Food and drink
The extensive menu features some real classics. I would say a fish dish is a must here. I liked the superb hake ‘Almacen de la Sal’ style with traditional ‘wrinkly’ potatoes known as ‘papas arrugadas’ (potatoes cooked in their skins in salt water until all the water has drained away) with tasty red and green sauce, washed down with a very good local white, whose name now escapes me.
There are plenty of other fish choices, as well as some very decent (for Spain) vegetarian options and a delicious sounding leg of lamb.
This was the ideal lunch spot for me, where I sat on the breezy terrace next to the promenade, people watching and gazing out to sea. I also love the spacious interior with high ceilings and gallery space featuring the original stone walls of the salt house. Whether sitting inside or out, this restaurant buzzes with locals and tourists day and night.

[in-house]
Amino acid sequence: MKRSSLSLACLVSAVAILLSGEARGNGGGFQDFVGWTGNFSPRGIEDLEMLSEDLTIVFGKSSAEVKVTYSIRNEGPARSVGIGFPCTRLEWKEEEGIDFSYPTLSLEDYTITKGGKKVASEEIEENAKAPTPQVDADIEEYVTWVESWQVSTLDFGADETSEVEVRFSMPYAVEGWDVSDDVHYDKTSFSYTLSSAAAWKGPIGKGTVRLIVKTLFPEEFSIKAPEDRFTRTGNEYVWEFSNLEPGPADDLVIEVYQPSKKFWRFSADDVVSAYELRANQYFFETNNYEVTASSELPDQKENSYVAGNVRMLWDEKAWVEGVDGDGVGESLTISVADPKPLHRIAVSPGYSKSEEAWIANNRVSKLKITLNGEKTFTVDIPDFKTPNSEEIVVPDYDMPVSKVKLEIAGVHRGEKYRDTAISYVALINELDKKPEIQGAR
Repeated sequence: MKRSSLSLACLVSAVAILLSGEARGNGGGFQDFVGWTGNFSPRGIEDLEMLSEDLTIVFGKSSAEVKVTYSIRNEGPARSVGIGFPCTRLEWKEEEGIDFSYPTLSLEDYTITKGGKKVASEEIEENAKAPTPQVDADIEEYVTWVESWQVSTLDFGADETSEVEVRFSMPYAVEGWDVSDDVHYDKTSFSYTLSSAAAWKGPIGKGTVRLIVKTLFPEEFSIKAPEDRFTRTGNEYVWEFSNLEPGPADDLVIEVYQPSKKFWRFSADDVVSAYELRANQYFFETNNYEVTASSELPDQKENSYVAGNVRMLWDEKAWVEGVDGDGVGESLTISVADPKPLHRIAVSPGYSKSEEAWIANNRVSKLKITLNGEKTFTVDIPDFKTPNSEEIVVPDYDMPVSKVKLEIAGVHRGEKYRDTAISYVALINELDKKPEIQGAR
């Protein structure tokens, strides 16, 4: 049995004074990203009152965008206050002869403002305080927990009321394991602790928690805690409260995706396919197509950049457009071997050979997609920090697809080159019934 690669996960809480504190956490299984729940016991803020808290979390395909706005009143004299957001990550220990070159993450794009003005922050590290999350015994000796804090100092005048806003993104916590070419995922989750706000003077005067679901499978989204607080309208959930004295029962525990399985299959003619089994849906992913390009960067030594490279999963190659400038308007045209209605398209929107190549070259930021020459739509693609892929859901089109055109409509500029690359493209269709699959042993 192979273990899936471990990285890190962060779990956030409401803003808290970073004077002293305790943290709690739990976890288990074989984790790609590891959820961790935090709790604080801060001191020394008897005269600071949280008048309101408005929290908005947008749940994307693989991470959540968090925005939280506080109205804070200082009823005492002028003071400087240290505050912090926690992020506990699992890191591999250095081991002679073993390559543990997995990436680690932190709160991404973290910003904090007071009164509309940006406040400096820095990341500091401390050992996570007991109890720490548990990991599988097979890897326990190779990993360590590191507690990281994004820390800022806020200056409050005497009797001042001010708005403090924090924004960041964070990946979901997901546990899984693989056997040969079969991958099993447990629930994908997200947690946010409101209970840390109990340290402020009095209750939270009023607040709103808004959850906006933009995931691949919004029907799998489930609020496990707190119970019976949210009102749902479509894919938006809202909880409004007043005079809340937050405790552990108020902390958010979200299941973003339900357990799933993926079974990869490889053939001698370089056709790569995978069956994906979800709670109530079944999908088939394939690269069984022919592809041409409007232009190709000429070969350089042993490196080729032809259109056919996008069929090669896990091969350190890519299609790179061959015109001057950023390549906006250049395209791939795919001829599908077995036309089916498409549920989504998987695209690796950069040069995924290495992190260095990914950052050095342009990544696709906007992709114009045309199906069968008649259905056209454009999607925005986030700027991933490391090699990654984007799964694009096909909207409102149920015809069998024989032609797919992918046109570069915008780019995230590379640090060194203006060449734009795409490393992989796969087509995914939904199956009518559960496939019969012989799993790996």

The waiters here are always very friendly to me, but I have seen the service be a bit hit and miss with other diners – it is sometimes slow with the odd surly encounter.
It's right on the seafront in the centre of the resort, overlooking the sea. There is no direct car access; it's a short walk along the promenade from the nearest road.
I admit that the food isn't cheap here, this is partly because of the location, but also because of the restaurant's fine reputation. Consider ordering just a starter and dessert if you don't want to go the whole hog. Expect to pay around 15 euros for a main dish and 10 euros or under for a starter or dessert.
Tables to book
I really recommend trying to get a table on the terrace at lunch time, if it is a nice day. If you are seated inside, ask for a table away from the ktichen, which can be hot and noisy.
- Business travellers
- First-time travellers
- Great views / scenery
- Live entertainment
- People watching
- Special occasions